WASHINGTON (AP) — The Latest on immigration legislation (all times local):
Veteran Republican strategist Steve Schmidt is renouncing his membership in the Republican Party, in light of the political tempest over the Trump administration immigration policy that separates children from their parents.
Via Twitter, the senior strategist to 2008 Republican presidential nominee Sen. John McCain says he became a member of a party founded to oppose slavery “and stand for the dignity of human life.”
Schmidt then says: “Today, I renounce my membership in the Republican Party. It is fully the party of Trump.”
Schmidt, who also advised President George W. Bush and former California Gov. Arnold Schwarzenegger, has been a reliable critic of President Donald Trump. He recently said Trump “beclowned himself” with his criticism of U.S. allies during the recent G-7 summit in Canada.
Mexico’s governmental human rights commission says the Trump administration policy of separating families at the border is “appalling and immoral.”
Commission President Luis Gonzalez Perez on Wednesday called the Trump administration cruel and said the policy is hurting children. Gonzalez Perez urged the nations of Central America — whose migrants are disproportionately affected by the policy — to speak out.
Gonzalez Perez also said that Mexico has to live up to the same standard of humane treatment of migrants that it demands from the United States.
President Donald Trump says on Twitter he is “working on something” related to immigration following his Tuesday night meeting with House Republicans.
Trump is again placing blame on Democrats, asserting that “they won’t give us the votes needed to pass good immigration legislation.” The president’s party, the Republicans, control both chambers in Congress.
He writes, “Republicans want security. But I am working on something – it never ends!”
Republican leaders in the House are trying to put together an immigration bill that would keep immigrant children in detention indefinitely, but housed with their parents.
About two dozen immigrant children have joined Democratic lawmakers on the House floor as the lawmakers decry the separation of families at the border.
Rep. Sheila Jackson Lee of Texas says the detaining of children separately from parents who have crossed the border illegally is child abuse. She says “please, please let our children go to their families.”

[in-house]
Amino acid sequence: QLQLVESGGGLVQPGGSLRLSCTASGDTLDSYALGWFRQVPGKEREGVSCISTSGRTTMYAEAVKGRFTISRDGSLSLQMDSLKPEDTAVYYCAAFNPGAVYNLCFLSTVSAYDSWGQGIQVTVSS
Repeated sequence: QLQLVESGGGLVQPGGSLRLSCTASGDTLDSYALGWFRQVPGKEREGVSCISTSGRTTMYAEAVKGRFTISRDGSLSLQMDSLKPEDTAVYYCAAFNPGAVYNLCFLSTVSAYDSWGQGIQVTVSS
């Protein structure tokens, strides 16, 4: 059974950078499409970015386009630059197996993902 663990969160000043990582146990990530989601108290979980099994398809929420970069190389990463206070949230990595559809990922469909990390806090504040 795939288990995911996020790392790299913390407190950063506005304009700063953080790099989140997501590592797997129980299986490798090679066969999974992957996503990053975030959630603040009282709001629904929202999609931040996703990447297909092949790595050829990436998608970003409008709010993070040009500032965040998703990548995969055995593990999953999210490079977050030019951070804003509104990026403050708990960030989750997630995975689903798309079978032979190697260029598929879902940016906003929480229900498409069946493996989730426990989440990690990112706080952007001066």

The criticism follows Democratic lawmakers confronting President Donald Trump when he visited the Capitol the day before, yelling “stop separating our families!”
But Rep. Luis Gutierrez, D-Ill., says he is heartened by the debate because he is seeing Americans “standing up for children, standing up for those who are in need.”
As Gutierrez spoke, his microphone was cut off because lawmakers and children gathered around him as he spoke. That was considered a breach of decorum.
Pope Francis is criticizing the Trump administration’s immigration policy, telling a news reporter earlier this week that he agrees with U.S. Catholic bishops that separating children from their parents at a border is “immoral.”
Continuing his criticism Wednesday, he tweeted: “A person’s dignity does not depend on them being a citizen, a migrant, or a refugee. Saving the life of someone fleeing war and poverty is an act of humanity.”
Trump’s attorney general, Jeff Sessions, has quoted the Bible in defending the policy, which calls for every person who crosses the border illegally to be prosecuted and detained. The result has been more than 2,000 children detained without a guardian and no clear plan on how the families will be reunited.
Pope Francis told Reuters in a wide-ranging interview Sunday that he agrees with recent statements by U.S. Catholic bishops who called the separation of children from their parents “contrary to our Catholic values.” He said “it’s not easy, but populism is not the solution.”
About a dozen protesters heckled Homeland Security Secretary Kirstjen Nielsen about the Trump administration’s immigration policy as she ate dinner at a Mexican restaurant in Washington.
The protesters entered MXDC Cocina Mexicana Tuesday and chanted “Shame!” and “End family separation!”
In a video posted on Facebook by Metro D.C. Democratic Socialists of America, the protesters yelled, “if kids don’t eat in peace, you don’t eat in peace.”
Nielsen paid her bill and left after about 10 or 15 minutes.
A department spokesman tweeted that during a work dinner, the secretary and her staff heard from a small group of protesters who “share her concern with our current immigration laws.”
House Republican leaders searching for a way to tamp down the controversy over family separations at the U.S.-Mexico border are getting little clear direction from President Donald Trump.
Trump visited the Capitol on Tuesday to discuss immigration, and told House Republicans he is behind their rival immigration bills “1,000 percent.” Whether Trump’s support can push any immigration measure through the divided GOP majority remains a question.
Republican lawmakers are increasingly fearful of a voter backlash in November. They met with Trump with hopes of finding a solution that holds to his hard-line immigration policy and ends the practice of taking migrant children from parents charged with entering the country illegally.
As Trump left the session, a half-dozen House Democrats confronted him and yelled, “Stop separating our families!”